I didn’t know who to talk to, everyone had different opinions and experiences. All I wanted to do was comfortably feed my baby. Wherever, however, whenever. Everyone says the first 6-8 weeks of breastfeeding are the hardest. This is true. I’m glad I pushed through and breastfed as much as possible and avoided the pump. But my sanity took a hit.
I wish I had dealt with my breastfeeding shyness in another way. I wish I had talked about it more with my mom friends. I was afraid to nurse in public because I didn’t want people to see me struggle. In Europe, most mothers don’t cover while nursing. What for? No need, you’re just feeding a baby. It took me a long time to work up to comfortably nursing in public, even with a cover. I hid in bathroom stalls, sat in the backseat of the car, excused myself from the room even when it was full of loved ones who would have been understanding and supportive.
Now, when Della came around, I had a different perspective. I’d learned a lot from breastfeeding Owen and I had an idea of what to expect. I wasn’t wrong about all of my expectations, the pain returned but it was short-lived. I didn’t have an oversupply, thank goodness. But I had a few new complications to deal with. I had an idea what I needed to do differently and my attitude was most of it. Looking back, I felt more positive about the overall experience. Hindsight, as they say, is everything.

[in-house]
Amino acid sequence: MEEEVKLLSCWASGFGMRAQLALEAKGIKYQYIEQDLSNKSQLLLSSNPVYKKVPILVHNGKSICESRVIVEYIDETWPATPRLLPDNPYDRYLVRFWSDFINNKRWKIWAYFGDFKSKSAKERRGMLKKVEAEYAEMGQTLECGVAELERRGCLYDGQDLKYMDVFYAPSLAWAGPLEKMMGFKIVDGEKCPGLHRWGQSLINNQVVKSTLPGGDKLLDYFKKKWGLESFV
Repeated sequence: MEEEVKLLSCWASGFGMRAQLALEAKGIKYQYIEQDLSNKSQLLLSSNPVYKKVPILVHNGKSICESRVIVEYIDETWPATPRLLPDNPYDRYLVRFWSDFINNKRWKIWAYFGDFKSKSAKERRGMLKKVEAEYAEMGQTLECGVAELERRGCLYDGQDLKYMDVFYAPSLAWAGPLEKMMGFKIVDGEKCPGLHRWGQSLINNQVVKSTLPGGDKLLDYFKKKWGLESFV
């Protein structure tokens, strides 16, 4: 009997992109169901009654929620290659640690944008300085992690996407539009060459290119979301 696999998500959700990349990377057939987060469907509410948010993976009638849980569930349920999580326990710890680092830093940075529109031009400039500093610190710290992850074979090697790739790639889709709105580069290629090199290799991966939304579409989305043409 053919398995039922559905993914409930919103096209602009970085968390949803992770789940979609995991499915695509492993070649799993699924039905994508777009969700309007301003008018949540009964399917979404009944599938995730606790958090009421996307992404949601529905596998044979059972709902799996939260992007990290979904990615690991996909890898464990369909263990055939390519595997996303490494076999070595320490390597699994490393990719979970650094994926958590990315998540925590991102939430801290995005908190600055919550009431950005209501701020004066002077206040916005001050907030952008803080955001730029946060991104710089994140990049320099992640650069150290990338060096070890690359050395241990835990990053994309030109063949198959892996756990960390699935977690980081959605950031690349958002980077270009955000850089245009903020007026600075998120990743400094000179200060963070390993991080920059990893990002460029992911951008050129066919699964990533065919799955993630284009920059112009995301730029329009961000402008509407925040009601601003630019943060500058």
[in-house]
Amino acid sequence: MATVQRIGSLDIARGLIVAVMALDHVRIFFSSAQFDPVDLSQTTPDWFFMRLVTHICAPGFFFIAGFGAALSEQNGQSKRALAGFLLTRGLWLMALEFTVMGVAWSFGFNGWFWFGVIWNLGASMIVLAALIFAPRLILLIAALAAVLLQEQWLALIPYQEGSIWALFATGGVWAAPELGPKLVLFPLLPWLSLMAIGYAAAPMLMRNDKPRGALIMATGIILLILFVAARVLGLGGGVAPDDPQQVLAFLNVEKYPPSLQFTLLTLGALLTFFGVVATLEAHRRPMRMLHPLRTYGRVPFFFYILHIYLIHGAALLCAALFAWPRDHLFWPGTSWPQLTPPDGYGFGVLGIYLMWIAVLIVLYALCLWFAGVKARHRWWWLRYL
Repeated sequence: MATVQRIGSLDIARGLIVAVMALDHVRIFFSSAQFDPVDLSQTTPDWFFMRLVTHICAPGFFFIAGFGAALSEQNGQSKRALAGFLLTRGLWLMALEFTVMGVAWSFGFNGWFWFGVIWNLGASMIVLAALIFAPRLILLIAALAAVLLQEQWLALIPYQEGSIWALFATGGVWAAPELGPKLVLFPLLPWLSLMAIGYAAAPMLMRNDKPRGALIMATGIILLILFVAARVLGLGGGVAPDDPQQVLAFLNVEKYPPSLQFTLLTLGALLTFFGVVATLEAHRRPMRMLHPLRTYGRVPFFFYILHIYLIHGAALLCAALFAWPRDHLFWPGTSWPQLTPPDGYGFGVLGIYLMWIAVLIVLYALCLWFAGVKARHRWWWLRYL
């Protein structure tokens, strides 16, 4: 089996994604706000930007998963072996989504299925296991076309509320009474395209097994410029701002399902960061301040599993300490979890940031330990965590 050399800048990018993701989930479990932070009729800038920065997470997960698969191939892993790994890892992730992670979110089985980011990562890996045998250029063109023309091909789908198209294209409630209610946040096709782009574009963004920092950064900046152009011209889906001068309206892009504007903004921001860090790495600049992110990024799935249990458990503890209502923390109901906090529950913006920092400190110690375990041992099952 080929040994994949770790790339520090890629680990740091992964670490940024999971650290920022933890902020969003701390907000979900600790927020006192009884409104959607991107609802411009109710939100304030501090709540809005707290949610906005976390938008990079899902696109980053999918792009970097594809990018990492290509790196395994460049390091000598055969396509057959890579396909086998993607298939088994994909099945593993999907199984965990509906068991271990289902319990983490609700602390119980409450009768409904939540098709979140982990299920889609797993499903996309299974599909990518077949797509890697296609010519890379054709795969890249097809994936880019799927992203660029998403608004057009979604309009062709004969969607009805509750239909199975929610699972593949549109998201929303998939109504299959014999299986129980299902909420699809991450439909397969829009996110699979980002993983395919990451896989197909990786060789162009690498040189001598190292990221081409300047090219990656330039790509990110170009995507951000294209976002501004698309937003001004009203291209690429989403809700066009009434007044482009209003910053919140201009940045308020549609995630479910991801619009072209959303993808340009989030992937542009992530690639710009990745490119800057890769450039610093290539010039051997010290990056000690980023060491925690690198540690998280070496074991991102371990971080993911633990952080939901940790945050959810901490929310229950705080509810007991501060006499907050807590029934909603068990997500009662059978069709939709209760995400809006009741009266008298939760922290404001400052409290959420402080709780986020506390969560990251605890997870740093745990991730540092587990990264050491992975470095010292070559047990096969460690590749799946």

But most of all I will take away from this experience – whatever happens, it’s not worth feeling guilty about it. I spent so many months of Owen’s first few months feeling like a failure because breastfeeding was such a struggle for me. That damned phrase – “breast is best!” – haunted me. And I know it tortures other moms, too.
I have heard the slogan “breast is normal” and I like that a lot more. It implies that breastfeeding is healthy and nothing to be embarrassed/ashamed/nervous/frustrated about. It doesn’t come with a dose of guilt. It doesn’t make mothers who make an alternate choice feel bad about themselves. It’s hard to encourage, educate, and empower women who want to breastfeed without offending others. But I feel that this supportive attitude can – and should – be adopted by us all. Because the choice of how to feed a baby is extremely complicated. And because one person’s choice or experience isn’t a commentary to someone else’s.
There are so many ways to be an awesome mom. Feeding by breast, bottle, or with formula is just one choice out of many. When breastfeeding works out, it’s awesome. When it doesn’t, and it’s making you miserable, maybe it’s not worth the heartache and frustration. A sad, heartbroken, guilt-tripped mom isn’t the best mom.